Join the Monster-Free Mouths Movement!
Calling all kids: The American Academy of Pediatric Dentistry has launched the Monster-Free Mouths Movement as a fun, good-guys-versus-bad-guys game. The AAPD seeks to highlight the importance of early oral care in an engaging way for youngsters and an informative method for parents.
To illustrate the dangers of an unhealthy mouth, the Mouth Monster Defense Kit found on the AAPD's website turns teeth and gums into a backdrop for bad guys. Join the fight to keep your child's mouth free of creatures like Tartar the Terrible, Ginger Bite-Us and Tooth D.K.
- Although Ginger Bite-Us may seem innocent, she'll kick, bite and scratch your gums until the tissues become red and inflamed.
- Her partner in crime is Tartar the Terrible, who finds dental plaque that stain teeth, leaving them a dirty yellow color.
- Most feared of them all is Tooth D.K, who wreaks havoc wherever he goes. After all, tooth decay is the No. 1 chronic infectious disease among our nation's kids. The good news: It's completely preventable.
What can a dirty mouth do? It can leave you with bad breath, cavities and toothaches. It's time to equip parents with the right tools and information needed to combat these problems.
Recognizing plaque and tartar
First, there is a difference between plaque and tartar. Plaque is a yellow-brownish mix of bacteria, food and saliva that collects on teeth and along the gumline. Conversely, tartar is hardened plaque that can only be removed with the help of a dentist. Unlike plaque, tartar cannot be brushed off.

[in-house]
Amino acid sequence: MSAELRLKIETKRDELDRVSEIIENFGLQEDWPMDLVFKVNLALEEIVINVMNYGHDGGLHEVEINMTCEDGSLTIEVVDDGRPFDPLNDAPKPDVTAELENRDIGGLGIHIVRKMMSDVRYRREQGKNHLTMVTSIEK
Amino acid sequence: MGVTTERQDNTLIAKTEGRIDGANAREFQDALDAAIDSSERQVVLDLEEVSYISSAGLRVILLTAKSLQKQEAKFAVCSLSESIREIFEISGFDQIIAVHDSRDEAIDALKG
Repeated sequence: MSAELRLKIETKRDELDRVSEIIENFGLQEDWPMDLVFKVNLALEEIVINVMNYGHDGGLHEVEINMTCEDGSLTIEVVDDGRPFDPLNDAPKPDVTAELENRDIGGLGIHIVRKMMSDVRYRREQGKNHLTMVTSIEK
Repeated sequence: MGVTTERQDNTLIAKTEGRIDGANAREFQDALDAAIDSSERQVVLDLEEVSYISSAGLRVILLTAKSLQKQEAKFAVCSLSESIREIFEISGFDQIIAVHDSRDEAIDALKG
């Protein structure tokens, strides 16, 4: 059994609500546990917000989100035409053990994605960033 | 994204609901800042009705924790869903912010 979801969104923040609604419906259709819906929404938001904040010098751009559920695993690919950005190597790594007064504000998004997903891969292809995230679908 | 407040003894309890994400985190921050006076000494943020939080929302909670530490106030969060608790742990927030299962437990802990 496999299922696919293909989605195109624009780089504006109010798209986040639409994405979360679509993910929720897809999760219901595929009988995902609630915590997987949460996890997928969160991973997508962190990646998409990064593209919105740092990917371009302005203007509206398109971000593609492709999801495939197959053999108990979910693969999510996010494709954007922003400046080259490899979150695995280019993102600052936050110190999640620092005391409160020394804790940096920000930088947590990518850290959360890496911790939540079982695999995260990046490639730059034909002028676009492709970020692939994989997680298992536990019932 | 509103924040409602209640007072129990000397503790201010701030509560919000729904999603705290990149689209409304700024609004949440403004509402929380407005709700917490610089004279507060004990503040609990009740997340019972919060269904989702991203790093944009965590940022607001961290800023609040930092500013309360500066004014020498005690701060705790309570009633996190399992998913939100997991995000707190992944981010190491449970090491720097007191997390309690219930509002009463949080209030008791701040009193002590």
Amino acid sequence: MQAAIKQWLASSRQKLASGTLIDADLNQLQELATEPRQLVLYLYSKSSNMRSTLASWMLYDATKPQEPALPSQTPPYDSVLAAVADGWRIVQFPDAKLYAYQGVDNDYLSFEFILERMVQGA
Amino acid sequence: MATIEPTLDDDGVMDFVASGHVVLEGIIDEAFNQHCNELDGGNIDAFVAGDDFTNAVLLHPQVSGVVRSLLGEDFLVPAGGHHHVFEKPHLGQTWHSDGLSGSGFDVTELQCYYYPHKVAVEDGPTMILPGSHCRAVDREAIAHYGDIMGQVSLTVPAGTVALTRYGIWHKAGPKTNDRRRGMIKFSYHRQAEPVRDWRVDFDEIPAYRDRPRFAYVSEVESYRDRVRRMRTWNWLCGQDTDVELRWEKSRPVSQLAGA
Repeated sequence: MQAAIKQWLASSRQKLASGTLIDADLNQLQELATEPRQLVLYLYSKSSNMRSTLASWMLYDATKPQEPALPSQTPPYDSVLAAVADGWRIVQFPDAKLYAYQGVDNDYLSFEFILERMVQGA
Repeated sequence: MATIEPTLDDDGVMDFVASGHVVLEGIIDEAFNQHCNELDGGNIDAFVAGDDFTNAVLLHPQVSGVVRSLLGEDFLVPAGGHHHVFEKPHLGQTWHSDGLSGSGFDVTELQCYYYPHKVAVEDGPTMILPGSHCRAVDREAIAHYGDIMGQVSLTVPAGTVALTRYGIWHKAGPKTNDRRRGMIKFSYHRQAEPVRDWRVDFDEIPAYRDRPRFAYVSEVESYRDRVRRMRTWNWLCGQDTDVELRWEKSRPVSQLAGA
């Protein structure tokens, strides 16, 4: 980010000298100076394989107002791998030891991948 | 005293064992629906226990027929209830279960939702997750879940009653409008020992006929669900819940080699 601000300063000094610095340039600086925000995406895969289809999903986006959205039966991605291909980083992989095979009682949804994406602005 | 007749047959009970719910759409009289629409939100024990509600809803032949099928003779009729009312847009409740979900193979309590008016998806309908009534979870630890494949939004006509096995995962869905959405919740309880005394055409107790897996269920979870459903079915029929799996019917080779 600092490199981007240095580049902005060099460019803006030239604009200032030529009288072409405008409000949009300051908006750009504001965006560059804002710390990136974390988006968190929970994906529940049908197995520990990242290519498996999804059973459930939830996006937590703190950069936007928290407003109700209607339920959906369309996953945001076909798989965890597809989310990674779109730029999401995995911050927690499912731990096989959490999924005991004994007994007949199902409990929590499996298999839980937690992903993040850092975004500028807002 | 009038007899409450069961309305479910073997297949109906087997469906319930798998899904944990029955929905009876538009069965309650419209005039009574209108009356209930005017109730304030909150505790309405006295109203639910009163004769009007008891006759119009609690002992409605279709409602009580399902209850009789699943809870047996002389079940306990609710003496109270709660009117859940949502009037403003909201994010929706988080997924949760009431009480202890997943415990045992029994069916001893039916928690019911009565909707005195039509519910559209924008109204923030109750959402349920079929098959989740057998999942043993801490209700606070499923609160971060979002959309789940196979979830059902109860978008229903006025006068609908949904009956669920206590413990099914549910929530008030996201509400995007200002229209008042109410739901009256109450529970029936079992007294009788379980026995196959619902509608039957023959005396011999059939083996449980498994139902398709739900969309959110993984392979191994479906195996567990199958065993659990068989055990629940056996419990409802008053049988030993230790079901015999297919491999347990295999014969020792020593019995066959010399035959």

Plaque, the sticky substance that forms on teeth 4 to 12 hours after brushing, is relatively easy to get rid of. Think of the film on the walls of a fish tank: It gets gross quickly but can be easily wiped off with a wash cloth - the same goes for the enamel of your teeth.
"Keeping plaque off your teeth isn't complicated, but consistency is key," Richard Price, the spokesman for the American Dental Association, told WebMD. "Good habits make for healthy teeth - for most people, it's that simple."
Tartar - especially above the gum line - may prompt a bigger problem. Tartar has a rough surface, which allows for more plaque to build on the the tooth, meaning more harmful bacteria. It contributes to gingivitis, also known as gum disease. The AAPD recommends that babies' first dental visit occur by age 1, but it's never too late! Though parents are busy and it can be hard to make time, dental visits are key for your child's overall health and well-being, preventing against tooth decay and tartar build-up.
The best way to fight these mouth monsters is to brush your teeth every day using a fluoride toothpaste. Brushing doesn't reach the spaces between teeth, but flossing does. Don't forget to floss once a day, which keeps dental plaque away before it can turn into tartar. This will also cut down on bad breath.
For kids, stop the villains in their tracks and arm yourself with a toothbrush, a pack of floss and mouthwash.
* These statements have not been evaluated by the Food and Drug Administration. This product is not intended to diagnose, treat, cure, or prevent any disease. Please Note: The material on this site is provided for informational purposes only. Always consult your health care professional before beginning any new therapy.